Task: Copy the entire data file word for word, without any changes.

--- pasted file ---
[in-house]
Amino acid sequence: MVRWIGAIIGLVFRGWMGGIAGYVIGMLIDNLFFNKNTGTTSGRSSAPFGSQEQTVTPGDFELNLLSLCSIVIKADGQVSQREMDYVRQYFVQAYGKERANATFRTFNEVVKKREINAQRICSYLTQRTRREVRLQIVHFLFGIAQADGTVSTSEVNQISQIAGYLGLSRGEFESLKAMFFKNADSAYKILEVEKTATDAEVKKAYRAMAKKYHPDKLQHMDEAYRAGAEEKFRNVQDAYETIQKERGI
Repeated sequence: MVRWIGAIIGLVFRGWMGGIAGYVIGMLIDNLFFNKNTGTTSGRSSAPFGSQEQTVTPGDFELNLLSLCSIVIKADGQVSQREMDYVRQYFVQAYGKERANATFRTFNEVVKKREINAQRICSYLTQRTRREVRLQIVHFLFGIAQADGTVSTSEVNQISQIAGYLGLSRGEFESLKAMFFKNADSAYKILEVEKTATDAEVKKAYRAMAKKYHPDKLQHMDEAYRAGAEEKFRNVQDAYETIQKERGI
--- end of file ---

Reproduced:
[in-house]
Amino acid sequence: MVRWIGAIIGLVFRGWMGGIAGYVIGMLIDNLFFNKNTGTTSGRSSAPFGSQEQTVTPGDFELNLLSLCSIVIKADGQVSQREMDYVRQYFVQAYGKERANATFRTFNEVVKKREINAQRICSYLTQRTRREVRLQIVHFLFGIAQADGTVSTSEVNQISQIAGYLGLSRGEFESLKAMFFKNADSAYKILEVEKTATDAEVKKAYRAMAKKYHPDKLQHMDEAYRAGAEEKFRNVQDAYETIQKERGI
Repeated sequence: MVRWIGAIIGLVFRGWMGGIAGYVIGMLIDNLFFNKNTGTTSGRSSAPFGSQEQTVTPGDFELNLLSLCSIVIKADGQVSQREMDYVRQYFVQAYGKERANATFRTFNEVVKKREINAQRICSYLTQRTRREVRLQIVHFLFGIAQADGTVSTSEVNQISQIAGYLGLSRGEFESLKAMFFKNADSAYKILEVEKTATDAEVKKAYRAMAKKYHPDKLQHMDEAYRAGAEEKFRNVQDAYETIQKERGI